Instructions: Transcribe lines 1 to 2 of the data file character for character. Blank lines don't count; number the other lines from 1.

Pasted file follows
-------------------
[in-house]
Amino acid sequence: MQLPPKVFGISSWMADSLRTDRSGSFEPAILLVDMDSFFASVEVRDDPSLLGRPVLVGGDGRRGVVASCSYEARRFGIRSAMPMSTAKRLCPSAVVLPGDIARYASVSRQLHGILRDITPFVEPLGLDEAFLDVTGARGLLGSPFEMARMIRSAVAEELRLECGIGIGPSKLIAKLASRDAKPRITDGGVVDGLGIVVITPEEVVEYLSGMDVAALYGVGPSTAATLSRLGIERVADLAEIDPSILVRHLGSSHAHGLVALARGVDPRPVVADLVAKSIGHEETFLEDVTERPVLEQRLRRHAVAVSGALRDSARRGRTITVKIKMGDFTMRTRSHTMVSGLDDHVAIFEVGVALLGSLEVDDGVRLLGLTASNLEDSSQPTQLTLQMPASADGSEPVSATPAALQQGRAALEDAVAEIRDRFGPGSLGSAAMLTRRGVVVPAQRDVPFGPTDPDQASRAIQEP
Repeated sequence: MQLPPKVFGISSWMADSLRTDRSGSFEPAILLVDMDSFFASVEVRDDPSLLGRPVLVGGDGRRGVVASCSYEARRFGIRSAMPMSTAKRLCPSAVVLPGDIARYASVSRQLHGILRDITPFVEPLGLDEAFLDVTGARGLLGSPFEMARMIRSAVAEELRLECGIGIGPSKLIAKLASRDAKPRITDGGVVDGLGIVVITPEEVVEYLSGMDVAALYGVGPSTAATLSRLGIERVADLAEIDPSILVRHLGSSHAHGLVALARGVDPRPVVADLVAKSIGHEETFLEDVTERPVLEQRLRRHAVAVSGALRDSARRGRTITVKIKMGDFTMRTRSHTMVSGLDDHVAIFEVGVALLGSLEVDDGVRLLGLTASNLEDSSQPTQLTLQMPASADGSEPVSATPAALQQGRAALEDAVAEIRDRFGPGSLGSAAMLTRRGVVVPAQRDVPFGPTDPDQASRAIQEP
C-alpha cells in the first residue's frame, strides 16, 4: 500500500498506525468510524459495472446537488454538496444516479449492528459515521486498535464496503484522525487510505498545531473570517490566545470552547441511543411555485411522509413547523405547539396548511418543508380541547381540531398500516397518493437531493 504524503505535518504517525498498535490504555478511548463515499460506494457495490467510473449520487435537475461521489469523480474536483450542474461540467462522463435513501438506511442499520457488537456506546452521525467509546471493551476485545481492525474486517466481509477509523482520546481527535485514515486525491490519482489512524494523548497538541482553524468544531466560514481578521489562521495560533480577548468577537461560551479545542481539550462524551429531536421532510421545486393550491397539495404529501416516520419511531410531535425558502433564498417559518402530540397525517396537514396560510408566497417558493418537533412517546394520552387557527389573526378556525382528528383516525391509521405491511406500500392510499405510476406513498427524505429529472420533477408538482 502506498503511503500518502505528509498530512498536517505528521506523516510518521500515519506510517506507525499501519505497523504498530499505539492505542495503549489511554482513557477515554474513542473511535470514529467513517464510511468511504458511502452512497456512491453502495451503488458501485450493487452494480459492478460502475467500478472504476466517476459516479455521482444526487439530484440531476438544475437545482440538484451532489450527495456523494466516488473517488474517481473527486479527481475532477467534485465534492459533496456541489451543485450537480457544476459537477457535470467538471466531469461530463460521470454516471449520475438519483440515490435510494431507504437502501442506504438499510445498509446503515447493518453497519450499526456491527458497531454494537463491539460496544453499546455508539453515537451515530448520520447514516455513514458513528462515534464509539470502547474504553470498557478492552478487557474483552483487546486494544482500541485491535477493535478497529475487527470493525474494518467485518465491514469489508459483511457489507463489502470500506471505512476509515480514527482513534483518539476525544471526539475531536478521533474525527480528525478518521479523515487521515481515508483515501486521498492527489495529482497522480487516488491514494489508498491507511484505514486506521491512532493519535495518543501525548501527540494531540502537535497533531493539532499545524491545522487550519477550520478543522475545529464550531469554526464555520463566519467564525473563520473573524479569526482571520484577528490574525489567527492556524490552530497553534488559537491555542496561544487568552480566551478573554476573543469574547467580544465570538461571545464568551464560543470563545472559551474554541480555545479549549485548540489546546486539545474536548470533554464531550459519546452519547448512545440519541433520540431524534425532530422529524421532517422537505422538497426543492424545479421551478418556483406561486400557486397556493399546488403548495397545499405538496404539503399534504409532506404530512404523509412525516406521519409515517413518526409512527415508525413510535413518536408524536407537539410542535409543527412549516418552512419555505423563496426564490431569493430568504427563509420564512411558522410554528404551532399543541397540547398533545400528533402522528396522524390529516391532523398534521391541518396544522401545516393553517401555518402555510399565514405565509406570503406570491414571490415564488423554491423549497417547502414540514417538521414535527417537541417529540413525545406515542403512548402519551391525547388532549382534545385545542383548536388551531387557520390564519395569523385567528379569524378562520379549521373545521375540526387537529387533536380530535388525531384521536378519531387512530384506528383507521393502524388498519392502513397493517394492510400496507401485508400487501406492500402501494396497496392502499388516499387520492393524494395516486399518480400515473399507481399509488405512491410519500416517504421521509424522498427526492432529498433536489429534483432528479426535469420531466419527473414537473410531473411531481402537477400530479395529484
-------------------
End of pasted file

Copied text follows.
[in-house]
Amino acid sequence: MQLPPKVFGISSWMADSLRTDRSGSFEPAILLVDMDSFFASVEVRDDPSLLGRPVLVGGDGRRGVVASCSYEARRFGIRSAMPMSTAKRLCPSAVVLPGDIARYASVSRQLHGILRDITPFVEPLGLDEAFLDVTGARGLLGSPFEMARMIRSAVAEELRLECGIGIGPSKLIAKLASRDAKPRITDGGVVDGLGIVVITPEEVVEYLSGMDVAALYGVGPSTAATLSRLGIERVADLAEIDPSILVRHLGSSHAHGLVALARGVDPRPVVADLVAKSIGHEETFLEDVTERPVLEQRLRRHAVAVSGALRDSARRGRTITVKIKMGDFTMRTRSHTMVSGLDDHVAIFEVGVALLGSLEVDDGVRLLGLTASNLEDSSQPTQLTLQMPASADGSEPVSATPAALQQGRAALEDAVAEIRDRFGPGSLGSAAMLTRRGVVVPAQRDVPFGPTDPDQASRAIQEP